320 Concepts of Inorganic Chemistry NA

A.Norquist
This course, which requires three lectures for one-half semester (one-half course credit), is an introduction to the structure and reactivity of inorganic molecules and materials. Topics include: theories of chemical bonding, symmetries of molecules and solid state materials, acid-base, oxidation-reduction reactions, and structures and nomenclature of coordination complexes. Prerequisite: CHEM 221 or 225 or the instructor’s consent. Typically offered every Spring.

340 Molecular Spectroscopy NA

C.Londergan
Requiring two lectures for one-half semester (one-half course credit), this course explores a quantum mechanical description of current techniques in the spectroscopy of molecules. Prerequisite: CHEM 305 or PHYS 214 or the instructor’s consent. Offered occasionally.

351 Bioinorganic Chemistry NA

R.Scarrow
This course requires three lectures for one-half semester (one-half course credit). Biological cells require metals such as zinc, iron, copper, manganese, and molybdenum. Topics of discussion include: metal-binding abilities of various functional groups within proteins and nucleic acids, metal-based reactivity involved in reaction mechanisms of specific metalloenzymes, and medically relevant topics such as bioaccumulation and storage of metal ions, the toxicity of heavy metals, and use of metal-containing drugs in treating disease. Prerequisite: CHEM 320 or the instructor’s consent. Typically offered every Spring.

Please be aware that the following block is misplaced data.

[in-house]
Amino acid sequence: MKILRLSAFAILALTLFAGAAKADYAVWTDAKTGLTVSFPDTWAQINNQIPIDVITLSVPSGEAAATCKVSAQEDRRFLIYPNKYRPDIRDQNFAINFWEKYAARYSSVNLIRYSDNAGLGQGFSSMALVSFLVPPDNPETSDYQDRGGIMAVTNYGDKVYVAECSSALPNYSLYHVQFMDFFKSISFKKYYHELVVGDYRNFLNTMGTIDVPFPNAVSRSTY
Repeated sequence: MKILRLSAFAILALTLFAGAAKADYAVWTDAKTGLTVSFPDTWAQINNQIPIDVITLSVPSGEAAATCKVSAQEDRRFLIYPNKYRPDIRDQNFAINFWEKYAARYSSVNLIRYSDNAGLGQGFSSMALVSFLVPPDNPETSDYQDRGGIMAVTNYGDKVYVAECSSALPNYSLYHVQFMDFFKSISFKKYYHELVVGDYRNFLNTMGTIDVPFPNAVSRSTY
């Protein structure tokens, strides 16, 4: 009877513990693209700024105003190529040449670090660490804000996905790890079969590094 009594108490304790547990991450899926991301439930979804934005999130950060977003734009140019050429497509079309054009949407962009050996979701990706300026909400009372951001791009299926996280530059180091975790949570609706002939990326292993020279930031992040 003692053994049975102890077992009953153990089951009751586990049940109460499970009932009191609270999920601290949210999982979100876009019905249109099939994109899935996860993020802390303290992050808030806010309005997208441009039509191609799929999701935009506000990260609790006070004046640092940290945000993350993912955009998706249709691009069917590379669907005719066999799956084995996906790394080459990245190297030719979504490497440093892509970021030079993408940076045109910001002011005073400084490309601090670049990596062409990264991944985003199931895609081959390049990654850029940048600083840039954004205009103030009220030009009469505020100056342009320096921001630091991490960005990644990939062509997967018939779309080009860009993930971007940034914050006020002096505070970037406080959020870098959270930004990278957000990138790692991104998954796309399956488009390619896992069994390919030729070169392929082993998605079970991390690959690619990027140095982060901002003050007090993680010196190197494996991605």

352 Topics in Biophysical Chemistry NA

Staff
Prerequisite: CHEM 304. Offered occasionally.

353 Topics in Materials Science NA

J.Schrier
Requiring three lectures for one-half semester (one-half course credit), this course focuses on the structure-property relationship central to the study of materials with specific functions. Structural studies include bonding, order/disorder and non-stoichiometry in crystalline and non-crystalline solids. We discuss optical, magnetic and electronic properties in context of non-linear optical materials, ferroelectric and magnetoresistant materials, and superconductors and semiconductors. Prerequisite: CHEM 304 or PHYS 214 & CHEM 101b or 105b Typically offered every fall.

354 Solid State Chemistry NA

A.Norquist
Requiring three lectures for one-half semester (one-half course credit), this is an examination of the reactivity of solids. It emphasizes synthetic techniques and structural analyses. Prerequisite: CHEM 304 or the instructor’s consent. Typically offered every Spring.

355 Topics in Advanced Organic Chemistry NA

M.Schofield